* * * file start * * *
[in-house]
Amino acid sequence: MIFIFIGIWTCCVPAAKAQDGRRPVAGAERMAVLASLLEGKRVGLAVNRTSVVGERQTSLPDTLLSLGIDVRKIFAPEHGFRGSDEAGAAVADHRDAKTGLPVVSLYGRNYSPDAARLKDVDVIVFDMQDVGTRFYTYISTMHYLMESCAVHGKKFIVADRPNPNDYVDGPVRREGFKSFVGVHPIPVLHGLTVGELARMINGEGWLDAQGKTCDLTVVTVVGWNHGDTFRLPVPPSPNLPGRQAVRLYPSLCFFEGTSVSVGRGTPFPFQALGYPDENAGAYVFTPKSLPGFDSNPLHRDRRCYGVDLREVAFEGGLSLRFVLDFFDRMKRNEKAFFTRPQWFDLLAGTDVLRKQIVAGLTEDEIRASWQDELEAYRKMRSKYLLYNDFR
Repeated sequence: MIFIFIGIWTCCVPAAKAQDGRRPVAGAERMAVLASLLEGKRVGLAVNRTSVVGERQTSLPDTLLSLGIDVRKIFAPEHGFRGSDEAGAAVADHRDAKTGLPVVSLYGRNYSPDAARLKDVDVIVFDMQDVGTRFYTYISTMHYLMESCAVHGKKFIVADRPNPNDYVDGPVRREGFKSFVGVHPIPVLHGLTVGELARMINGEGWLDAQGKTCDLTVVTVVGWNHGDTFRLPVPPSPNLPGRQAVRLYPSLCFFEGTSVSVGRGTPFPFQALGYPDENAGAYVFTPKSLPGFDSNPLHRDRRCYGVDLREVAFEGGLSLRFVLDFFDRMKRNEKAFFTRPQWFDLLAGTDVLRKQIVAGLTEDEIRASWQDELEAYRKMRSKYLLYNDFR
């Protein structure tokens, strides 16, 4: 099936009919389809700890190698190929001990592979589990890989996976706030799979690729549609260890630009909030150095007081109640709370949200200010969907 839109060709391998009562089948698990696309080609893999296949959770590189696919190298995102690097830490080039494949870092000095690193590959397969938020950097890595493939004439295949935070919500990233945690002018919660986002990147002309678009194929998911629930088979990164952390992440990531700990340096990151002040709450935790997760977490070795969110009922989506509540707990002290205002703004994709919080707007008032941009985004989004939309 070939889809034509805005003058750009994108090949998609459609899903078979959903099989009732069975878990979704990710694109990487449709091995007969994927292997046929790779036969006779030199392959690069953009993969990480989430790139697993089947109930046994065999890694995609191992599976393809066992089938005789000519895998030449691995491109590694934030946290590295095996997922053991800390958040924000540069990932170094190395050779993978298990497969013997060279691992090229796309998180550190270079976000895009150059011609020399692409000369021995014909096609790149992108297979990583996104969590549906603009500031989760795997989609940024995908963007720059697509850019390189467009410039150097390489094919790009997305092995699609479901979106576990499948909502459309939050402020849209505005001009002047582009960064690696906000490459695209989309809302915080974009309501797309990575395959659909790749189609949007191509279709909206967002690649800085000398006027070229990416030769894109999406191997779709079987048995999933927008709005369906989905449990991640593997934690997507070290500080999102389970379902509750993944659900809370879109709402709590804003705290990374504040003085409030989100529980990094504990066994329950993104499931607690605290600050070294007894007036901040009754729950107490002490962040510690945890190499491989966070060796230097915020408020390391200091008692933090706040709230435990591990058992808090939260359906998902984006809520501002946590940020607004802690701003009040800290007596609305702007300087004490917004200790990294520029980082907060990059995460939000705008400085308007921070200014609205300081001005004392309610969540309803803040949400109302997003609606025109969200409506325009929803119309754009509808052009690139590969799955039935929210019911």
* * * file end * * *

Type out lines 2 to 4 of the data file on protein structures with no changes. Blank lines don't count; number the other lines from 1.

Amino acid sequence: MIFIFIGIWTCCVPAAKAQDGRRPVAGAERMAVLASLLEGKRVGLAVNRTSVVGERQTSLPDTLLSLGIDVRKIFAPEHGFRGSDEAGAAVADHRDAKTGLPVVSLYGRNYSPDAARLKDVDVIVFDMQDVGTRFYTYISTMHYLMESCAVHGKKFIVADRPNPNDYVDGPVRREGFKSFVGVHPIPVLHGLTVGELARMINGEGWLDAQGKTCDLTVVTVVGWNHGDTFRLPVPPSPNLPGRQAVRLYPSLCFFEGTSVSVGRGTPFPFQALGYPDENAGAYVFTPKSLPGFDSNPLHRDRRCYGVDLREVAFEGGLSLRFVLDFFDRMKRNEKAFFTRPQWFDLLAGTDVLRKQIVAGLTEDEIRASWQDELEAYRKMRSKYLLYNDFR
Repeated sequence: MIFIFIGIWTCCVPAAKAQDGRRPVAGAERMAVLASLLEGKRVGLAVNRTSVVGERQTSLPDTLLSLGIDVRKIFAPEHGFRGSDEAGAAVADHRDAKTGLPVVSLYGRNYSPDAARLKDVDVIVFDMQDVGTRFYTYISTMHYLMESCAVHGKKFIVADRPNPNDYVDGPVRREGFKSFVGVHPIPVLHGLTVGELARMINGEGWLDAQGKTCDLTVVTVVGWNHGDTFRLPVPPSPNLPGRQAVRLYPSLCFFEGTSVSVGRGTPFPFQALGYPDENAGAYVFTPKSLPGFDSNPLHRDRRCYGVDLREVAFEGGLSLRFVLDFFDRMKRNEKAFFTRPQWFDLLAGTDVLRKQIVAGLTEDEIRASWQDELEAYRKMRSKYLLYNDFR
């Protein structure tokens, strides 16, 4: 099936009919389809700890190698190929001990592979589990890989996976706030799979690729549609260890630009909030150095007081109640709370949200200010969907 839109060709391998009562089948698990696309080609893999296949959770590189696919190298995102690097830490080039494949870092000095690193590959397969938020950097890595493939004439295949935070919500990233945690002018919660986002990147002309678009194929998911629930088979990164952390992440990531700990340096990151002040709450935790997760977490070795969110009922989506509540707990002290205002703004994709919080707007008032941009985004989004939309 070939889809034509805005003058750009994108090949998609459609899903078979959903099989009732069975878990979704990710694109990487449709091995007969994927292997046929790779036969006779030199392959690069953009993969990480989430790139697993089947109930046994065999890694995609191992599976393809066992089938005789000519895998030449691995491109590694934030946290590295095996997922053991800390958040924000540069990932170094190395050779993978298990497969013997060279691992090229796309998180550190270079976000895009150059011609020399692409000369021995014909096609790149992108297979990583996104969590549906603009500031989760795997989609940024995908963007720059697509850019390189467009410039150097390489094919790009997305092995699609479901979106576990499948909502459309939050402020849209505005001009002047582009960064690696906000490459695209989309809302915080974009309501797309990575395959659909790749189609949007191509279709909206967002690649800085000398006027070229990416030769894109999406191997779709079987048995999933927008709005369906989905449990991640593997934690997507070290500080999102389970379902509750993944659900809370879109709402709590804003705290990374504040003085409030989100529980990094504990066994329950993104499931607690605290600050070294007894007036901040009754729950107490002490962040510690945890190499491989966070060796230097915020408020390391200091008692933090706040709230435990591990058992808090939260359906998902984006809520501002946590940020607004802690701003009040800290007596609305702007300087004490917004200790990294520029980082907060990059995460939000705008400085308007921070200014609205300081001005004392309610969540309803803040949400109302997003609606025109969200409506325009929803119309754009509808052009690139590969799955039935929210019911």